Friday, January 21, 2005

Still more bird flu in Viet Nam - and Thailand

With the death of an 18 year old woman, the toll from bird flu in Viet Nam has now reached six since early December. Xinhua Net (PR China) is reporting that WHO has been told by Viet Namese officials there are up to ten more suspect cases under investigation, four in the North (Hanoi), two of which are on respirators. Viet Nam has banned imported poultry and distributed hundreds of thousands of informational brochures warning against eating sick birds or coming in contact with them. This is a time (Lunar New Year) when poultry is a traditional holiday dish throughout the country, a symbolic offering to a family's ancestors. The disease continues to spread among poultry as well, with a reported case in a chicken in neighboring Thailand, an indication the epidemic is moving beyond Viet Nam. Thailand is on high alert. Migratory wildfowl such as ducks may be the source.

Appropriately, WHO is increasing the urgency of its warnings:
. . . recent epidemiological and laboratory studies revealed unusual features that "suggest that the virus may be evolving in ways that increasingly favour the start of a pandemic", the agency said in a report to its bi-annual executive board, which is meeting this week. (via Reuters)
Among the worrisome changes are an increase in environmental persistence and survival of the virus, an expanding range of species, including mammals, and the presence of the virus in migratory wildfowl, especially ducks, that are themselves healthy but excrete large amounts of virus highly pathogenic for chickens. The common practice of keeping backyard domestic chickens and ducks in rural areas means there is a potential for substantial human exposure. One scenario of great concern would be co-infection of a person with both H5N1 avian virus and a commonly circulating human strain (e.g., H1N1 or H3N2). The result could be a reassortment of genes leading to a new avian virus adapted to and easily transmissible between humans. If such an event were to occur it is possible the new virus would be less virulent in humans than the current H5N1 but no one knows. The worst case is a 1918 style (or worse) pandemic with a highly contagious influenza virus against which there is no natural immunity in humans.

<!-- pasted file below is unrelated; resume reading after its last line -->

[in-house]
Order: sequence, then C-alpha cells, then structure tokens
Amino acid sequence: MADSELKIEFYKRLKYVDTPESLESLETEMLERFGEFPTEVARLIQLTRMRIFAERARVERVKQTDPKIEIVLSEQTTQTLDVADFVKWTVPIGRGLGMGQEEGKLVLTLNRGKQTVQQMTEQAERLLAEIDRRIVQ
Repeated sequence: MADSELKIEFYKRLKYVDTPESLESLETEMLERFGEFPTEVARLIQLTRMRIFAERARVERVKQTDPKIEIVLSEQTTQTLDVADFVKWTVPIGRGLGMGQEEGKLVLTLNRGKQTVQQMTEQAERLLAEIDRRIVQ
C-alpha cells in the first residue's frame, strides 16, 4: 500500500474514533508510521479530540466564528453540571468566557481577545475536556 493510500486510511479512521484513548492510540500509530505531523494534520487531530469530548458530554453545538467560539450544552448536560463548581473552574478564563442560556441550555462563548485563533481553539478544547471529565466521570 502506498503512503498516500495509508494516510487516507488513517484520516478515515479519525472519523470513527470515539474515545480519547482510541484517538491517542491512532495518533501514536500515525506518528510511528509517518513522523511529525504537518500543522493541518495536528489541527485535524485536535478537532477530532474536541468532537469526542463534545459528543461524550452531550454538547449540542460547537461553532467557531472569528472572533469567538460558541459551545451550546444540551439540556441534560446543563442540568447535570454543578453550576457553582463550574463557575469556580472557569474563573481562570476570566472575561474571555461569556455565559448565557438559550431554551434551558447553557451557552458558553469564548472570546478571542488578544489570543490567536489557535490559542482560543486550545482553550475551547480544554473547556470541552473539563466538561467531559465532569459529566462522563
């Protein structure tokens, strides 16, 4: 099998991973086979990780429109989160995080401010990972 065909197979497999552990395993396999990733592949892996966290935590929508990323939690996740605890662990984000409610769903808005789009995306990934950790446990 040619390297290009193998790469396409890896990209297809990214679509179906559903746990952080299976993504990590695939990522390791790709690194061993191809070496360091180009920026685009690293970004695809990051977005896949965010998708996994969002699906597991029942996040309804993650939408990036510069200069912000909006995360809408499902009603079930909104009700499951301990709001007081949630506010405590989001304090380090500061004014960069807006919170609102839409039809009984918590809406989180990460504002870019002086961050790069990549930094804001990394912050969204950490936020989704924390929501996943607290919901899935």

If this happens, most locales are unprepared. As WHO notes,
"Many of the public health interventions that successfully contained SARS (Severe Acute Respiratory Syndrome) will not be effective against a disease that is far more contagious, has a short incubation period, and can be transmitted before the onset of symptoms," [WHO] said.

Travel restrictions, quarantines and tracing of cases will be the main tools to protect populations, pending a boost in vaccine supplies, according to the WHO. "Each day gained could mean an additional five million doses of vaccines," it said. (Reuters)
It continues to be dismaying, if not "scandalous," that there is no greater sense of urgency coming from CDC or DHHS.

Update, 1/21/05, 2:30 pm EST: Henry Niman is now reporting on a seventh death, this time in Hanoi, thus the first in the North. As usual, he has details and sober Commentary. China Post has a pointed quote from WHO's representative in Thailand, Hans Troedsson:
"It's a bit of a disappointment to have this outbreak and the international community not responding more adequately to this threat," Troedsson said. "If you had this situation in Europe or London or New York ... you can imagine how much resources would be put toward this."

WHO has a team of four people in Vietnam working on the bird flu outbreak.
The news just keeps getting worse.